The book cover for Struggling to Learn

By June Manning Thomas

Struggling to Learn

An Intimate History of School Desegregation in South Carolina

A semi-autobiographical history of civil rights struggles to educate Black children and desegregate public schools.

Headshot of June Manning Thomas


June Manning Thomas

Born and raised in South Carolina, June Manning Thomas left SC to attend college at Michigan State University (MSU). She chose urban planning as a field in part because of her memories of finding relief from Jim Crow accommodations in big cities that her family visited. She has taught at MSU, Cleveland State University, and University of Michigan (UM), and was eventually named the Mary Frances Berry Distinguished University Professor Emerita of Urban Planning, UM. Her latest book is Struggling to Learn: An Intimate History of School Desegregation in SC (2022).

Previous Work

The book cover for Redevelopment and Rade

Redevelopment and Race: Planning a Finer City in Postwar Detroit

The history of the role of racial inequity in Detroit’s urban planning decisions about redevelopment.

The book cover for Urban Planning and the African American Community

Urban Planning and the African-American Community

Compilation of insights into the fractured relationship between urban planning and Black communities.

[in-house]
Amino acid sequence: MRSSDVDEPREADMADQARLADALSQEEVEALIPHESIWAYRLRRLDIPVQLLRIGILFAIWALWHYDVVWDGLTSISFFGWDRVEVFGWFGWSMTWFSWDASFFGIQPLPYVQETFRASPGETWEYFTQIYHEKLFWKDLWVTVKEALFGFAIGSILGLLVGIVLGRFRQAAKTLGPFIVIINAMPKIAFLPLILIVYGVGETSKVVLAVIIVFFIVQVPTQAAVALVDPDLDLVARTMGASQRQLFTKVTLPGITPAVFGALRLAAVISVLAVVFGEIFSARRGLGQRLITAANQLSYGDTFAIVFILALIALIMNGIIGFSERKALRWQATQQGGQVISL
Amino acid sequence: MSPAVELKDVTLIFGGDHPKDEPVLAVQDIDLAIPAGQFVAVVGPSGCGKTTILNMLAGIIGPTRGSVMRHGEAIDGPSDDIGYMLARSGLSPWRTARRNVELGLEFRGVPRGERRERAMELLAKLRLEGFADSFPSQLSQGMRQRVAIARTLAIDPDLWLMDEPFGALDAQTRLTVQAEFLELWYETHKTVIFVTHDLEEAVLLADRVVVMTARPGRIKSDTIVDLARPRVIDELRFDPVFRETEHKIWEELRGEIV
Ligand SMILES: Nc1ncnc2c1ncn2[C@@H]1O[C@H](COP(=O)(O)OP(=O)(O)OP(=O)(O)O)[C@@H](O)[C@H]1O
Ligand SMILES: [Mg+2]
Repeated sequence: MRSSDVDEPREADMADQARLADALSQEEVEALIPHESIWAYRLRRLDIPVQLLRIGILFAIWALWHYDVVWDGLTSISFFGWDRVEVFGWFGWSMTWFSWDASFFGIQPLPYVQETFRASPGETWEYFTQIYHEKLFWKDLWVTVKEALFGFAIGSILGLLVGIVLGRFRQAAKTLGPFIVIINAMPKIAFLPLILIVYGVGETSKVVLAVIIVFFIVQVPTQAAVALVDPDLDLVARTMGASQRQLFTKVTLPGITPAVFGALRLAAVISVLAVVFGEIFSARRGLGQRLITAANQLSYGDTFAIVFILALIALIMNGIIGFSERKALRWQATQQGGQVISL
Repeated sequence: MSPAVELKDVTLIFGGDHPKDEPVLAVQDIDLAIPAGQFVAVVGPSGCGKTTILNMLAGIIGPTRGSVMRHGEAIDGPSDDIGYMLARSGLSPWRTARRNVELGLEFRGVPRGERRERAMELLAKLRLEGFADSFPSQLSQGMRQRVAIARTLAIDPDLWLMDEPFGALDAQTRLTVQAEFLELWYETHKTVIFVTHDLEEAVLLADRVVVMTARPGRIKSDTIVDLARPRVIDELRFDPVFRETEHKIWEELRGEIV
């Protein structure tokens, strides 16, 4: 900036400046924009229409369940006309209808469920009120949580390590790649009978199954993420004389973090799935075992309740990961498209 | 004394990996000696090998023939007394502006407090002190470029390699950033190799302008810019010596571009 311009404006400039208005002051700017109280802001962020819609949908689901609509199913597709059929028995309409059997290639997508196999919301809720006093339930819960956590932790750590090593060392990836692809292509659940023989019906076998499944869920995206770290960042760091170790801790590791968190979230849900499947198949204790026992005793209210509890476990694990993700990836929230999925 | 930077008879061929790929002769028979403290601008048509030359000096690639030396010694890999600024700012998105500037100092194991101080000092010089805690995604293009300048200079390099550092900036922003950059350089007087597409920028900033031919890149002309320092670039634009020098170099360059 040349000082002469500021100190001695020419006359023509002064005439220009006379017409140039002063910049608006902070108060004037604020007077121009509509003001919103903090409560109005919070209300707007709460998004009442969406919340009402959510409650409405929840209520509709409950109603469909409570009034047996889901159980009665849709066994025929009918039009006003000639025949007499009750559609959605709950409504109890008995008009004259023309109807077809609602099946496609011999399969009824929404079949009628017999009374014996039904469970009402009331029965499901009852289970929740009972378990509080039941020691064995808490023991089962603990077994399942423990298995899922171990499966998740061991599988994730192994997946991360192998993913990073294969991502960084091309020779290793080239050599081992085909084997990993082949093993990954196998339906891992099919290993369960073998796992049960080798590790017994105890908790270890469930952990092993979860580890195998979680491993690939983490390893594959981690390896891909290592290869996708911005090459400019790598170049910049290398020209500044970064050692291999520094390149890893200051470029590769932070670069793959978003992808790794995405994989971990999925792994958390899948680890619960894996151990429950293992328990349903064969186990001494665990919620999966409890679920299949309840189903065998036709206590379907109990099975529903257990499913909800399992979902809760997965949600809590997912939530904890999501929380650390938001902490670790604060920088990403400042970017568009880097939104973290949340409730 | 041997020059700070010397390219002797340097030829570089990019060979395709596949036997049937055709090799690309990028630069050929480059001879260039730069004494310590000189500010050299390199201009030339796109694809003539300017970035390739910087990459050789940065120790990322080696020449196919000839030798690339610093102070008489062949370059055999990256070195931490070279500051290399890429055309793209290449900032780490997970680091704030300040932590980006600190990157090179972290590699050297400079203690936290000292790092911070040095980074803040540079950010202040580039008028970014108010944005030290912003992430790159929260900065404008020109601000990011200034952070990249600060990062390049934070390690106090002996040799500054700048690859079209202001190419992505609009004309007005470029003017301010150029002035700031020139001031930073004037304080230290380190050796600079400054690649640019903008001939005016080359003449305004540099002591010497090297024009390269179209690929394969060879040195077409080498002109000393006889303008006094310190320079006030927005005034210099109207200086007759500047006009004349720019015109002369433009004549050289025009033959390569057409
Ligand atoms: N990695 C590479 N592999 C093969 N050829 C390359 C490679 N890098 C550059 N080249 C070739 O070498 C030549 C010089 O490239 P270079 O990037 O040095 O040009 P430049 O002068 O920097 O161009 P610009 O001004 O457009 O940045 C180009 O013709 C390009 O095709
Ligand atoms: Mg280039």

Cover image of the book Planning Progress Lessons From Shoghi Effendi

Planning Progress: Lessons from Shoghi Effendi

Spiritual principles necessary to plan successfully as revealed in plans led by Shoghi Effendi.

The City After Abandonment Book Cover

The City After Abandonment (The City in the 21st Century)

Critical issues facing U.S. cities that have lost population over the last few decades.


Struggling to Learn is a unique synthesis of deep historical research with a searing personal memoir.

—Robert Fishman, University of Michigan


Struggling to Learn is a deeply moving, meticulously researched, and much needed memoir.

—Bobby Donaldson, University of South Carolina


This book tells a fascinating, powerful story about race, education, and civil rights in South Carolina.

—Howell Baum, University of Maryland 

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